The Consumer and Governmental Affairs Bureau works to build dynamic partnerships with the Asian American community. To that end, we have begun plans for an interactive dialogue among Asian American leaders with FCC leaders and subject matter experts to address stakeholder concerns and provide technical assistance.  This event will be announced and held sometime in the next few months – stay tuned to our website as more details are posted.  We also plan to expand our Asian American outreach to the Asian owned business community, another rapidly growing segment of the U.S. population that continues to contribute greatly to our economy.

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WCB Cost Model Virtual Workshop 2012 - Support Thresholds

May 17, 2013

Please provide comments to the issue below as part of the 2012 WCB cost model virtual workshop for inclusion in the record. Comments are moderated for conformity to the workshop’s guidelines.

Background

In the USF/ICC Transformation Order, the Commission adopted a methodology “that will target support to areas that exceed a specified cost benchmark, but not provide support for areas that exceed an 'extremely high cost' threshold.” With regard to the support benchmark, the Commission stated that it would use the model “to identify those census blocks where the cost of service is likely to be higher than can be supported through reasonable end-user rates alone.” With regard to the “extremely high cost” threshold, the Commission also concluded that "a small number of extremely high-cost census blocks that should receive funding specifically set aside for remote and extremely high-cost areas . . . rather than receiving CAF Phase II support." The Commission anticipated that no more than 1 percent of all American household would be in such remote and extremely high-cost areas. Finally, the Commission directed that "[t]he threshold should be set to maintain total support in price cap areas within our up to $1.8 billion annual budget.”

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WCB Cost Model Virtual Workshop 2012 - Connect America Fund-Intercarrier Compensation Recovery Mechanism Set Aside Amount

May 17, 2013

Please provide comments to the issue below as part of the 2012 WCB cost model virtual workshop for inclusion in the record. Comments are moderated for conformity to the workshop’s guidelines.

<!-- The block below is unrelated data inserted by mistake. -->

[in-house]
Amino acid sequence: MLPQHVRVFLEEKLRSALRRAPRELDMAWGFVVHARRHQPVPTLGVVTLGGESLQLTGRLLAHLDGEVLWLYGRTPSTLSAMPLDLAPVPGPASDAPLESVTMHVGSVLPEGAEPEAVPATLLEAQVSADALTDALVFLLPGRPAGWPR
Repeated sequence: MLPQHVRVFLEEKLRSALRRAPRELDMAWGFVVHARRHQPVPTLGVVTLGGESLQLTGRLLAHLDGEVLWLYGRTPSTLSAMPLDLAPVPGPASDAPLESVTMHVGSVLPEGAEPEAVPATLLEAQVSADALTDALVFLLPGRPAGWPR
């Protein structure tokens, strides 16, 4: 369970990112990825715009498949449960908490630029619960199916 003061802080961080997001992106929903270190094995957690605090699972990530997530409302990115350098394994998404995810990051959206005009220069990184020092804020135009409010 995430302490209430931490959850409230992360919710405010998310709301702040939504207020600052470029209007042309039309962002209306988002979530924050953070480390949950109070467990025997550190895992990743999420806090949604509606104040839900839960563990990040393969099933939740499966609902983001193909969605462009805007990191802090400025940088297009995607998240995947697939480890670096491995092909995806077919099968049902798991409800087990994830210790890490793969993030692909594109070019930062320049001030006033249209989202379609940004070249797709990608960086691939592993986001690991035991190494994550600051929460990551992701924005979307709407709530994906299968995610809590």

Background

In the USF/ICC Transformation Order, the Commission established an annual funding target of $4.5 billion for high-cost universal service support. Within the $4.5 billion budget, the Commission set aside up to $1.8 billion annually for a five-year period to support areas served by price cap carriers. This amount includes the support that price cap carriers receive through the Connect America Fund intercarrier compensation (CAF-ICC) recovery mechanism. The CAF-ICC recovery mechanism is an explicit support mechanism that replaces the implicit support previously received by carriers from carrier-to-carrier revenues.

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WCB Cost Model Virtual Workshop 2012 - Finalizing Input Values for Connect America Cost Model Cost Estimation Module

May 17, 2013

Please provide comments to the issue below as part of the 2012 WCB cost model virtual workshop for inclusion in the record. Comments are moderated for conformity to the workshop’s guidelines.

Background

The Connect America Cost Model (CAM v3.1.2) has two input collections for the cost estimation module. The two input collections contain identical default inputs, except one includes values for Annual Charge Factors (ACFs) calculated with a nine percent cost of capital, and the other includes values for ACFs calculated with an eight percent cost of capital. Parties who have signed the Third Supplemental Protective Order will be able to view the input collections by accessing the model and viewing the “ICCQA20130516CAM312ACF8SBI6VoiceCblVoiceFW2” and “ICCQA20130516CAM312ACF9SBI6VoiceCblVoiceFW2” ZIP files on the “Posted Data Sets” page under “Model Inputs.” The input collections include values for such variables as plant mix, network sizing and sharing, company size categories, operating expenses, capital investments by density and terrain, state property tax factors, regional cost adjustments, bandwidth, business and residential take rate, and state sales tax.